Ancient text informs us that "without vision the people perish;" it is during challenging times like these that vision is tested and often lost.
My mentor for twenty years and author of "Awakening the Giant," the late Jim Russell, used to say that vision is the definition of a long-term goal. No wonder then, that without it businesses lose their bearings and find themselves in a morass of problems that threaten their existence. By nature, entities must have purpose for being - a long term goal, if you will - in order to provide impetus for progress. When lost by reason of economic upheaval or other types of duress, it must be restored. This process, the restoration of vision, involves at least the following four points.
Perhaps most important is to re-establish first cause. In other words, to go back to the beginning and revisit the purpose for which the company was established to begin with. Whether it was to be your own boss, create jobs, or save the environment - whatever the reason, chances are it is still valid and, once reinstated, will enable the enterprise to move forward.
I should caution here that in order for a vision to advance anything, it must have sufficient power. Being your own boss, for example, gets old in time, especially when recession and financial pressure makes life uncomfortable. A vision has to be larger than that, big enough and powerful enough to drive the company towards it. Jim Collins, of Good to Great fame, refers to it as a "big, hairy, audacious goal" - or a "BHAG." It has to be big, it has to be scary, and it must be bold enough to qualify. If it is not, then a new one is in order.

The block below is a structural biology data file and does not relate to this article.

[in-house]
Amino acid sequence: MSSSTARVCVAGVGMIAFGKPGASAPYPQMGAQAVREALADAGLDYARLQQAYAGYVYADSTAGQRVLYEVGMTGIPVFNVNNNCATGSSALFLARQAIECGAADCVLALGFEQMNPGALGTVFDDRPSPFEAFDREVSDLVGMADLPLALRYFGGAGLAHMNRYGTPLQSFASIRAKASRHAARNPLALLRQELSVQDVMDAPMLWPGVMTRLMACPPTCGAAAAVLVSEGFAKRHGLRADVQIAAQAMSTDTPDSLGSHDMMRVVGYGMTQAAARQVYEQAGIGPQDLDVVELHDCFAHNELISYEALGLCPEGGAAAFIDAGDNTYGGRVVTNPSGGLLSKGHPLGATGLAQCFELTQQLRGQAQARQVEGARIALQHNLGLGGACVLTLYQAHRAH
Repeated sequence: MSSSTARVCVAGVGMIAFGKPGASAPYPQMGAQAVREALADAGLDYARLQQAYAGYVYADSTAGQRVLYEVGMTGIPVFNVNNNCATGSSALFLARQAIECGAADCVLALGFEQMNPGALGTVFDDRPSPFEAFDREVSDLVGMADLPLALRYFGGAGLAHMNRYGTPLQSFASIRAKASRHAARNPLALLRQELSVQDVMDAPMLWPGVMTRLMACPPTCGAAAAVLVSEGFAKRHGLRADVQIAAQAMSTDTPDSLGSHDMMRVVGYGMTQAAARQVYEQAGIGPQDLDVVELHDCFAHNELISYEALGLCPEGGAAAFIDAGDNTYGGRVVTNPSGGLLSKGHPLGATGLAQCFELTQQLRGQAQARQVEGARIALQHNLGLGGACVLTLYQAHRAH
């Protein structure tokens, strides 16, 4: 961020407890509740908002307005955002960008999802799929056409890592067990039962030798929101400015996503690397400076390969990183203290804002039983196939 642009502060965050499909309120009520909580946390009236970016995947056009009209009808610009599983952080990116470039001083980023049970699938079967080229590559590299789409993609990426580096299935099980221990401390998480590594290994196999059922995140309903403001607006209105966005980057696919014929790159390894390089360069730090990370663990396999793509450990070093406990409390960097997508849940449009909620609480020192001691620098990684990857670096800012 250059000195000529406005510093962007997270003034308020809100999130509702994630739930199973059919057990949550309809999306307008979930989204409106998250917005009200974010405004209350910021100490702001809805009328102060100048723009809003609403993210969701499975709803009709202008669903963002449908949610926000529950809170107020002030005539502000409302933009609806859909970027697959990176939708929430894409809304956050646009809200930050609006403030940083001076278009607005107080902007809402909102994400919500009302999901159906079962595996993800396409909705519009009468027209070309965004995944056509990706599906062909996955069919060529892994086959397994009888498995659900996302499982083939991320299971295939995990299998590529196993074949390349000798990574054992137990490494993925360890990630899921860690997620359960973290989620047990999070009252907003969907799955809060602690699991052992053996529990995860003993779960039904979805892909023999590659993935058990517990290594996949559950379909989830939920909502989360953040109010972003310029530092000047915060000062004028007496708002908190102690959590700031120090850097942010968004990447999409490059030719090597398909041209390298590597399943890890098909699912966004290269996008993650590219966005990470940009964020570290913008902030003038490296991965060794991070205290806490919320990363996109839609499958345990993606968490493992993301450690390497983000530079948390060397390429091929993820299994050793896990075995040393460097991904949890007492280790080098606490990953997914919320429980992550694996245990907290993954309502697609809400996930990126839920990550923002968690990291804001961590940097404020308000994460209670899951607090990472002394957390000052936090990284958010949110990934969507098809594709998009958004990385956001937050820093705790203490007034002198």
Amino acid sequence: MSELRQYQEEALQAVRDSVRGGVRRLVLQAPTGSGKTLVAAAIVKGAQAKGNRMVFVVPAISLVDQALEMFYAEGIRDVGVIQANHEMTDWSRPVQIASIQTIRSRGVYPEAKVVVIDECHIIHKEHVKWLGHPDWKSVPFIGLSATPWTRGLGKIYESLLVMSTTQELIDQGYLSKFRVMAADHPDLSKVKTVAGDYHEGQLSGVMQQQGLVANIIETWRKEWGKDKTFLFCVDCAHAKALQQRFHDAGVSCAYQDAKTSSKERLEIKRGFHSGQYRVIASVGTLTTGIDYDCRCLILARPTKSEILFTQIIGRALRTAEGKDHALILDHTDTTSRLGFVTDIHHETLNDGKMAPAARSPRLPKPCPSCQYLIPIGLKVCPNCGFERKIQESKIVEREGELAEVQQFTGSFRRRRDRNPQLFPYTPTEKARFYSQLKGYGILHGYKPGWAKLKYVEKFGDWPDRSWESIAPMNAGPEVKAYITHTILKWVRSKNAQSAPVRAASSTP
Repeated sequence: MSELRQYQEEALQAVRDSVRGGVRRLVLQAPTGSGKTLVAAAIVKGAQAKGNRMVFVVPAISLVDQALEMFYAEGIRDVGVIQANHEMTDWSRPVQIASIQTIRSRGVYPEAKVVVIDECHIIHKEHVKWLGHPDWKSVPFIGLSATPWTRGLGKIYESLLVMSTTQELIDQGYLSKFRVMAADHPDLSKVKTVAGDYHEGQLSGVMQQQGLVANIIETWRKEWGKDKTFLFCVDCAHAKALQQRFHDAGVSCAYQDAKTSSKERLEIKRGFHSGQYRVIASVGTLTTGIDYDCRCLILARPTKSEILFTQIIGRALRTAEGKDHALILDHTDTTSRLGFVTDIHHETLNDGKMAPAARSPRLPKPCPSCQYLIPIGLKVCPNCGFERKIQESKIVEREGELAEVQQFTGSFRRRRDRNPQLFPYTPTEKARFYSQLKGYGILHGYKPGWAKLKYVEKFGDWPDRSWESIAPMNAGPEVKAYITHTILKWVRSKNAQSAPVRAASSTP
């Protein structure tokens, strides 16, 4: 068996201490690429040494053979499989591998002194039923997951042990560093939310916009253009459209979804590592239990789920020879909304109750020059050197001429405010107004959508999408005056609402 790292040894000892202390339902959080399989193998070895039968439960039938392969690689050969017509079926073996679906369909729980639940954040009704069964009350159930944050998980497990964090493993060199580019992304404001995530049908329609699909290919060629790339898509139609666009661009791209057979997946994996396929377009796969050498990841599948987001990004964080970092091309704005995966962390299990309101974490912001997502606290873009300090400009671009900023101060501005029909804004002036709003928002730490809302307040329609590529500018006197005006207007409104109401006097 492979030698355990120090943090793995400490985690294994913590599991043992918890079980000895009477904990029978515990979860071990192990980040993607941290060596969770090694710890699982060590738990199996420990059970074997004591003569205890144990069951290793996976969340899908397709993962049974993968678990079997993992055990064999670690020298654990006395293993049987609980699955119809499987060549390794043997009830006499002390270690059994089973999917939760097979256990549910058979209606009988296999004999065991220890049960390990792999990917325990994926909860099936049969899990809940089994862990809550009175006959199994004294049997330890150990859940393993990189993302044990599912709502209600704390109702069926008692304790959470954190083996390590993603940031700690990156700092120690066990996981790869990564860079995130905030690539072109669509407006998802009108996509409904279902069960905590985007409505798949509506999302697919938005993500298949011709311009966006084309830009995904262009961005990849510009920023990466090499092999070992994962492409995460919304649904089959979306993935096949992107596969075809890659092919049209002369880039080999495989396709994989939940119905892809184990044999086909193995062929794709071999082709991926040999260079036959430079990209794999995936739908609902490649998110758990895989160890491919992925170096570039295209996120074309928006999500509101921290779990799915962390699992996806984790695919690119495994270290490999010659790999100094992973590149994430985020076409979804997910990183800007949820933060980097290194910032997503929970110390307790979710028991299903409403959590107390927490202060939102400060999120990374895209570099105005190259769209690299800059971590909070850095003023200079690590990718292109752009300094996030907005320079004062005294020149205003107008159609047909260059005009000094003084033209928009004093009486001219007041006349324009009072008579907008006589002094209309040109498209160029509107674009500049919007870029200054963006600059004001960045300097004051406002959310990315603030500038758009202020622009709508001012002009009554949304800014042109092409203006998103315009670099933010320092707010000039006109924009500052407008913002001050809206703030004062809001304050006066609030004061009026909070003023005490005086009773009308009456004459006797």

The second step is for management to make a firm commitment to the fulfillment of the vision. This pledge cannot be unlike that made by our founding fathers, who dedicated their lives and sacred honor to the realization their long-term goal - a free and open society. In other words, the vision must be worthy of our dedication to it.
What is amazing about America today is the fact that fewer and fewer citizens posses a working knowledge of the Constitution, and are, as a result, suffering the loss of freedoms guaranteed by that document. This is largely because it is no longer taught in our schools and universities. The lesson is this: vision must be communicated. It is not enough to have one. It is not enough for the owner(s) to be committed to it. It has to be communicated to every level of the organization. This is the third point along the way of restoring vision.
Finally, vision must be policed. By this is meant the patrolling of the BHAG. One does not have to look far to see companies and organizations that once had brilliant vision statements and noble causes now a far cry from their original purpose. And this is an ever-present threat for those brave enough to establish and pursue something larger than themselves. For this reason the goal must be carefully watched and protected.
Vision is a powerful thing; it has driven men and nations to achieve both the extraordinary and the atrocious. It relatively easy to obtain but difficult to maintain. Once lost, it is very hard to get back. There is hope, however, for those whose dreams have been shattered, whose vision obscured, and whose goals hindered. They can be restored. You can get them back. Re-establishing your original purpose, committing yourself to it, communicating and policing it, are actions you can take to do just that.